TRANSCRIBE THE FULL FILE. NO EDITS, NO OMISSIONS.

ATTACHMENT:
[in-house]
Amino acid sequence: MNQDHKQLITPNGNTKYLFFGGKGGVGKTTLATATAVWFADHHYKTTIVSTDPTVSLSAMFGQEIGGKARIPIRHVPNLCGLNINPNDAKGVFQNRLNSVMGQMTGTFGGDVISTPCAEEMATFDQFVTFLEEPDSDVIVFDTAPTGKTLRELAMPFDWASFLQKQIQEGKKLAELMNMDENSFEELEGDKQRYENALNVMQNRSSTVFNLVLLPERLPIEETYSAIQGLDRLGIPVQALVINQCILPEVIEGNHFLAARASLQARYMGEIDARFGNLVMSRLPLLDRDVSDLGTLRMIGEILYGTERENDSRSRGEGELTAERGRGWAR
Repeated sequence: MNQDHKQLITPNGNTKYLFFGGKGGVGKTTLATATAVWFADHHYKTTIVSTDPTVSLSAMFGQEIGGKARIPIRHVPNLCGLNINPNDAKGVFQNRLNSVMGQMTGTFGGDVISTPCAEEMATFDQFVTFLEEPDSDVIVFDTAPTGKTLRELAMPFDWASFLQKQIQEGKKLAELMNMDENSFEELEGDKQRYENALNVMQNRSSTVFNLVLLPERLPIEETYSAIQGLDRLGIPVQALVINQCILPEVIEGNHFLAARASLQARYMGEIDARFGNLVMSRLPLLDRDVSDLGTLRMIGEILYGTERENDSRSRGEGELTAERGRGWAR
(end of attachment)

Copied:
[in-house]
Amino acid sequence: MNQDHKQLITPNGNTKYLFFGGKGGVGKTTLATATAVWFADHHYKTTIVSTDPTVSLSAMFGQEIGGKARIPIRHVPNLCGLNINPNDAKGVFQNRLNSVMGQMTGTFGGDVISTPCAEEMATFDQFVTFLEEPDSDVIVFDTAPTGKTLRELAMPFDWASFLQKQIQEGKKLAELMNMDENSFEELEGDKQRYENALNVMQNRSSTVFNLVLLPERLPIEETYSAIQGLDRLGIPVQALVINQCILPEVIEGNHFLAARASLQARYMGEIDARFGNLVMSRLPLLDRDVSDLGTLRMIGEILYGTERENDSRSRGEGELTAERGRGWAR
Repeated sequence: MNQDHKQLITPNGNTKYLFFGGKGGVGKTTLATATAVWFADHHYKTTIVSTDPTVSLSAMFGQEIGGKARIPIRHVPNLCGLNINPNDAKGVFQNRLNSVMGQMTGTFGGDVISTPCAEEMATFDQFVTFLEEPDSDVIVFDTAPTGKTLRELAMPFDWASFLQKQIQEGKKLAELMNMDENSFEELEGDKQRYENALNVMQNRSSTVFNLVLLPERLPIEETYSAIQGLDRLGIPVQALVINQCILPEVIEGNHFLAARASLQARYMGEIDARFGNLVMSRLPLLDRDVSDLGTLRMIGEILYGTERENDSRSRGEGELTAERGRGWAR